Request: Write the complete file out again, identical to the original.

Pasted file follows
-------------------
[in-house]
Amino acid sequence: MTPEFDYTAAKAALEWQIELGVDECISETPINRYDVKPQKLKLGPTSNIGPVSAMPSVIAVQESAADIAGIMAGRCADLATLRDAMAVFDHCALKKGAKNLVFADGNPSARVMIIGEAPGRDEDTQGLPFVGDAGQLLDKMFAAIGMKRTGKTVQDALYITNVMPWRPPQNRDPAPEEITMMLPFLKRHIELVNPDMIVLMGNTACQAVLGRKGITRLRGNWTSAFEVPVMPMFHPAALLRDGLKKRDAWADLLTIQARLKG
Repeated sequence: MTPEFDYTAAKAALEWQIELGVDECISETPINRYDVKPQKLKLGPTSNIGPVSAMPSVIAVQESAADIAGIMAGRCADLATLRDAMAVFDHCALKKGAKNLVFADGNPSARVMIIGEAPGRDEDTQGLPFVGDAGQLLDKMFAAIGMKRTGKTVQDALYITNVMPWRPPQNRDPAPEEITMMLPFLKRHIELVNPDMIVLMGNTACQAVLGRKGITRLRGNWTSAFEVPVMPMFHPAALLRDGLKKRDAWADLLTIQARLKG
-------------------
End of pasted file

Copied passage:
[in-house]
Amino acid sequence: MTPEFDYTAAKAALEWQIELGVDECISETPINRYDVKPQKLKLGPTSNIGPVSAMPSVIAVQESAADIAGIMAGRCADLATLRDAMAVFDHCALKKGAKNLVFADGNPSARVMIIGEAPGRDEDTQGLPFVGDAGQLLDKMFAAIGMKRTGKTVQDALYITNVMPWRPPQNRDPAPEEITMMLPFLKRHIELVNPDMIVLMGNTACQAVLGRKGITRLRGNWTSAFEVPVMPMFHPAALLRDGLKKRDAWADLLTIQARLKG
Repeated sequence: MTPEFDYTAAKAALEWQIELGVDECISETPINRYDVKPQKLKLGPTSNIGPVSAMPSVIAVQESAADIAGIMAGRCADLATLRDAMAVFDHCALKKGAKNLVFADGNPSARVMIIGEAPGRDEDTQGLPFVGDAGQLLDKMFAAIGMKRTGKTVQDALYITNVMPWRPPQNRDPAPEEITMMLPFLKRHIELVNPDMIVLMGNTACQAVLGRKGITRLRGNWTSAFEVPVMPMFHPAALLRDGLKKRDAWADLLTIQARLKG